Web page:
Where are my profits?

Where are my profits?

Your accounts show a healthy profit, you (or your company) are faced with a hefty tax bill, but…

THERE’S NOTHING IN THE BANK!!

So if there’s little, or nothing in the bank how do you have profits, and more importantly, where are they.

Cash versus accruals

I don’t want to lose your attention so soon, so I’ll not go into too much detail here. Profits for accounting purposes (and consequently tax purposes) are calculated using the “accruals” concept.

Basically, this means that a transaction (sale or purchase) is recorded in the company’s accounts when it actually occurs. For sales this is when the good or services are delivered; for purchases, when they are received.

The transfer of cash does not always happen at the same time as the sale or purchase.

The secret is in the balance sheet

If your accounts show a profit, but your bank account doesn’t reflect this you need to delve a little bit deeper into your balance sheet.

The balance sheet shows what the business owns and what it owes (hopefully the former is larger than the latter).

Expenses that don’t reduce profit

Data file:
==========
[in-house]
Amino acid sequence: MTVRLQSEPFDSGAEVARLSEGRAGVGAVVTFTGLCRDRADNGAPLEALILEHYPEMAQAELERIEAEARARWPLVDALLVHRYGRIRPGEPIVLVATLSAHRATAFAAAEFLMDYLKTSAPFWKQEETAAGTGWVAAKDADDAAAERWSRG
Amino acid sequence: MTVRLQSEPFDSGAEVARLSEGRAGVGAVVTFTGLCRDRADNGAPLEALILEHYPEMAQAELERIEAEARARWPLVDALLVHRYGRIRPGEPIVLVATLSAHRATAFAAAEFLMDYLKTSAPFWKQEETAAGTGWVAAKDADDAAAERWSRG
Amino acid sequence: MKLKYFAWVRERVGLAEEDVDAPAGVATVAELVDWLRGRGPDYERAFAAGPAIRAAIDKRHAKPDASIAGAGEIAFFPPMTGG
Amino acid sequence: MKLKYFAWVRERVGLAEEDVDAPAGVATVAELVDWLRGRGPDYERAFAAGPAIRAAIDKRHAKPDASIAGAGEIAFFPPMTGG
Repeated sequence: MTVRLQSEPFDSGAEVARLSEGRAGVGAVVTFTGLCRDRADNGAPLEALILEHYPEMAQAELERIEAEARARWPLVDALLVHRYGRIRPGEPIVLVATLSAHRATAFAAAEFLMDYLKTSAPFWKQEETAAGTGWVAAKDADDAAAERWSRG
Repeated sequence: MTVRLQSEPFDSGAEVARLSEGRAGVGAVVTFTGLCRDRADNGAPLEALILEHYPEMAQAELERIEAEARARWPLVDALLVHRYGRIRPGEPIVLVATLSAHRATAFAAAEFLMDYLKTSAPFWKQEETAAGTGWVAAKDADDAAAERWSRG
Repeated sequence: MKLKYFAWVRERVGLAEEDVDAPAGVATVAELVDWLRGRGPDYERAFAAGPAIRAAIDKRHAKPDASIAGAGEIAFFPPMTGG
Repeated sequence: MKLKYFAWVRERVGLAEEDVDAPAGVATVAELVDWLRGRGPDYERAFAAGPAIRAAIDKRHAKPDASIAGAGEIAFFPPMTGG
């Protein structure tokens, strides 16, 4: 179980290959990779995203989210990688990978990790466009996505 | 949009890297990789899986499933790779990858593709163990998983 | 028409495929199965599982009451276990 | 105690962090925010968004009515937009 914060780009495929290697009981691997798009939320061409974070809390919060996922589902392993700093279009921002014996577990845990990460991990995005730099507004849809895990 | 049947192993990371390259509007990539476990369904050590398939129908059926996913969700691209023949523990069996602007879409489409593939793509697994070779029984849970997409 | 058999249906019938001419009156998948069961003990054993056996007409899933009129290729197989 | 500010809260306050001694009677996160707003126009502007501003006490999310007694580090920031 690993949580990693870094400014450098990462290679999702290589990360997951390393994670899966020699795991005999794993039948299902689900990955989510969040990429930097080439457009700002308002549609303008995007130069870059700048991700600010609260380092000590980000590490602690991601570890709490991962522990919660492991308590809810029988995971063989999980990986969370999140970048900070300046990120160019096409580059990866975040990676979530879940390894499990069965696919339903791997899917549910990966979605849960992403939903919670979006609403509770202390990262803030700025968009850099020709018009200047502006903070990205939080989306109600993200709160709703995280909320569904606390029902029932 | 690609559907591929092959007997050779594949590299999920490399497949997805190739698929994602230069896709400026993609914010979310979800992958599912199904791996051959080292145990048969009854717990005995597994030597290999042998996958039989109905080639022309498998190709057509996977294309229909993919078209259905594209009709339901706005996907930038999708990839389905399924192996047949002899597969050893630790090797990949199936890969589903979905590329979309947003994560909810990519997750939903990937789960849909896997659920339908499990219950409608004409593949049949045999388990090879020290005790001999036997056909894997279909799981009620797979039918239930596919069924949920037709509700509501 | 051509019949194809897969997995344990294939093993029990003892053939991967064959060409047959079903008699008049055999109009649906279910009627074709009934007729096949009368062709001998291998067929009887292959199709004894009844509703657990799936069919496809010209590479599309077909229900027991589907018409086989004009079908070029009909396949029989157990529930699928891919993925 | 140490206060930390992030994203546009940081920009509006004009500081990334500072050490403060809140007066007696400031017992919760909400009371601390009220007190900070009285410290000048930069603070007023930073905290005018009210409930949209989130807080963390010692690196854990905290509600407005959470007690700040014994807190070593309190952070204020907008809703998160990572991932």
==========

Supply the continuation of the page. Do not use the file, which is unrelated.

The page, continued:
Certain business expenses don’t reduce profit. These are generally “capital” items, such fixed assets, ie plant, equipment, computers etc. Things the business is likely to use for more than one year. The value of assets represents profits that have been reinvested back into the business.

Stock (for resale)

Unsold stock at the end of the accounting period will actually increase profit. This is because the accruals concept matches income with the expenses incurred to create it. That means that only the costs of stock that has actually been sold will be used in calculating profits. The rest is sitting in your balance sheet as something you own.

Debtors

Something else you own as it is cash owed to you.

Locked up in here are sales you have made but for which you’ve yet to be paid.

This is where most of your profits are probably hiding.  It is important to manage debtors wisely so profits can be realised and converted into cash. Once they’re converted into cash, you can pay your debts, staff and yourself, reinvest in assets and stock, and keep the whole things rolling.

While (technically) surplus stocks or assets may be sold to generate cash, the trick is not to over spend in the first place.

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